For the Tribal Council, the rehabilitation of a watershed like Otter Creek and sustaining its population of native fish would support their goals of maintaining treaty rights in the fishery, which was once and may again be important as sustenance, as well as the cultural value of participation in the mortal dance of give and take with the lands and waters of home.
The Otter Creek story’s swirl and flow of creatures, currents, patience, possibility, and commitment stirred my heart with a power of good. Listening to Fessell, whose good humor and learning were as lively and fluent as some of Otter Creek’s marly springs, I wondered if this meticulous research project—so carefully considered, if relatively modest in geographic, but not cultural and metaphysical, scope—might not also be a long-term ceremony.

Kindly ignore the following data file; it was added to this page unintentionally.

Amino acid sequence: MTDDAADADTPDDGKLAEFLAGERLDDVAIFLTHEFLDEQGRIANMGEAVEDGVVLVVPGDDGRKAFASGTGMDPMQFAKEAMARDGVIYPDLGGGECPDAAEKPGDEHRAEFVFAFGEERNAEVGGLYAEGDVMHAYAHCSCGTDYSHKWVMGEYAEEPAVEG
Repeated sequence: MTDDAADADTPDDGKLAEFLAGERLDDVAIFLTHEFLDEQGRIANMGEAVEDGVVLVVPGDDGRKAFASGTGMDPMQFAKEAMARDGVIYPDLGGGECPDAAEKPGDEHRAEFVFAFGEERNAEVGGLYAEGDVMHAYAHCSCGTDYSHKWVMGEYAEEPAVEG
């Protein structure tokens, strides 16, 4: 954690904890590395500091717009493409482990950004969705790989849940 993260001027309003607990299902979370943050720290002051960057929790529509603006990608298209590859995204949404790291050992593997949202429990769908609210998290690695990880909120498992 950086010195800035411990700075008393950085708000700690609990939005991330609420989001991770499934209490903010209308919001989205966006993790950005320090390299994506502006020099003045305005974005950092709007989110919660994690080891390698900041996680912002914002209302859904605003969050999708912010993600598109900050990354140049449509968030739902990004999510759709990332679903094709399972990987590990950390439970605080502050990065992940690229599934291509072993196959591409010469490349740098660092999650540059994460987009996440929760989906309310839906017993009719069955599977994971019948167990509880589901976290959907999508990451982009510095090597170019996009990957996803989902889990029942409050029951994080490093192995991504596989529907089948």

It is a way of studying and honoring the land and waters as they were and are. While pledging recollection of their true nature, the purpose is not to make an aquarium or museum diorama, but through long-term, careful work to repair relationships throughout.
This goal—of healthier relations among streams, fish, and fishers—may sound “a little Pollyanna,” Fessell admits. “But I’m here to tell you that we’re making progress. That’s important. That’s what we really need to do.”
So cue those tears of joy.
A version of this story first published on NatureChange.org.